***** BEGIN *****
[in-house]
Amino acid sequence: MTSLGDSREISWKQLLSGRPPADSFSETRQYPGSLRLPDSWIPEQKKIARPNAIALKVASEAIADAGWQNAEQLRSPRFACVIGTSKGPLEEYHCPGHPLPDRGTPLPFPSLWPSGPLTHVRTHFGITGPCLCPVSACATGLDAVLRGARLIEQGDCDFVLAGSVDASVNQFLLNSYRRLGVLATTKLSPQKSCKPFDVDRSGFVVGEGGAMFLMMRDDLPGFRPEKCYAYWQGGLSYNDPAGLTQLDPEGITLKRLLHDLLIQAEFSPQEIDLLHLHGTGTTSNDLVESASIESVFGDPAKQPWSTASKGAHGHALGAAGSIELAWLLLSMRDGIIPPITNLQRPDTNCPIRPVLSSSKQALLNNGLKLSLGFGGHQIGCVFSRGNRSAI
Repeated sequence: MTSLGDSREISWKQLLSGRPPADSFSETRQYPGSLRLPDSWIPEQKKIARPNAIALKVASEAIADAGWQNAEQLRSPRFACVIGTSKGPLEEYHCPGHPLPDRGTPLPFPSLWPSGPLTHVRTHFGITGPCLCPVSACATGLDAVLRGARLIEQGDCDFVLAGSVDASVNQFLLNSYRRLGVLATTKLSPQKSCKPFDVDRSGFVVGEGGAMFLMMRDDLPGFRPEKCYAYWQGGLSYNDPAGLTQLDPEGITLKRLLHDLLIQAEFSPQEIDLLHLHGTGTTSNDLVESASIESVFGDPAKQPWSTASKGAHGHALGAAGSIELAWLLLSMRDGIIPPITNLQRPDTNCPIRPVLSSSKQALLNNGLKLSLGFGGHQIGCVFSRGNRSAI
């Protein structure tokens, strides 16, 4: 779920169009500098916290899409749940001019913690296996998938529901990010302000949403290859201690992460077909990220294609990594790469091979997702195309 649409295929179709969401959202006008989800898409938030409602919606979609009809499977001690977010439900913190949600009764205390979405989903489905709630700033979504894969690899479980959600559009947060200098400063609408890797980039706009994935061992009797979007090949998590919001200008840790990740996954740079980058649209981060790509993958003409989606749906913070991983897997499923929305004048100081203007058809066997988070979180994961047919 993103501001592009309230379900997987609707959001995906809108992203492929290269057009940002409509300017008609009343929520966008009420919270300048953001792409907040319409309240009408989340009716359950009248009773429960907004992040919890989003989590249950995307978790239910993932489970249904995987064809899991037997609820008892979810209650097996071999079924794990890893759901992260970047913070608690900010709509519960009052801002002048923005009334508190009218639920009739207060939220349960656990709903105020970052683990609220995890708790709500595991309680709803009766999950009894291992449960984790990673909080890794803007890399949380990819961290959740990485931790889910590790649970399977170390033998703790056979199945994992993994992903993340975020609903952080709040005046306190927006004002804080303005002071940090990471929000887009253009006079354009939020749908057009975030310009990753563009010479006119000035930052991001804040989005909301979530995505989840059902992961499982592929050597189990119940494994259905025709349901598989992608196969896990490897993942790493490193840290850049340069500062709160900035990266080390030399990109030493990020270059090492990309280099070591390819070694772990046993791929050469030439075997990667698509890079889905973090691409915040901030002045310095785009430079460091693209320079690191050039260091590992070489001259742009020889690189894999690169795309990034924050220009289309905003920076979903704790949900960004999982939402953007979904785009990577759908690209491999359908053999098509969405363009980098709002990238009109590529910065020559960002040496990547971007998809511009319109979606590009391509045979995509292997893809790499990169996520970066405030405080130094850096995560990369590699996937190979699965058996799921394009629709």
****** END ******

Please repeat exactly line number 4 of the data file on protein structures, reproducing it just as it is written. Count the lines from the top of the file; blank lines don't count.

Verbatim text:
């Protein structure tokens, strides 16, 4: 779920169009500098916290899409749940001019913690296996998938529901990010302000949403290859201690992460077909990220294609990594790469091979997702195309 649409295929179709969401959202006008989800898409938030409602919606979609009809499977001690977010439900913190949600009764205390979405989903489905709630700033979504894969690899479980959600559009947060200098400063609408890797980039706009994935061992009797979007090949998590919001200008840790990740996954740079980058649209981060790509993958003409989606749906913070991983897997499923929305004048100081203007058809066997988070979180994961047919 993103501001592009309230379900997987609707959001995906809108992203492929290269057009940002409509300017008609009343929520966008009420919270300048953001792409907040319409309240009408989340009716359950009248009773429960907004992040919890989003989590249950995307978790239910993932489970249904995987064809899991037997609820008892979810209650097996071999079924794990890893759901992260970047913070608690900010709509519960009052801002002048923005009334508190009218639920009739207060939220349960656990709903105020970052683990609220995890708790709500595991309680709803009766999950009894291992449960984790990673909080890794803007890399949380990819961290959740990485931790889910590790649970399977170390033998703790056979199945994992993994992903993340975020609903952080709040005046306190927006004002804080303005002071940090990471929000887009253009006079354009939020749908057009975030310009990753563009010479006119000035930052991001804040989005909301979530995505989840059902992961499982592929050597189990119940494994259905025709349901598989992608196969896990490897993942790493490193840290850049340069500062709160900035990266080390030399990109030493990020270059090492990309280099070591390819070694772990046993791929050469030439075997990667698509890079889905973090691409915040901030002045310095785009430079460091693209320079690191050039260091590992070489001259742009020889690189894999690169795309990034924050220009289309905003920076979903704790949900960004999982939402953007979904785009990577759908690209491999359908053999098509969405363009980098709002990238009109590529910065020559960002040496990547971007998809511009319109979606590009391509045979995509292997893809790499990169996520970066405030405080130094850096995560990369590699996937190979699965058996799921394009629709």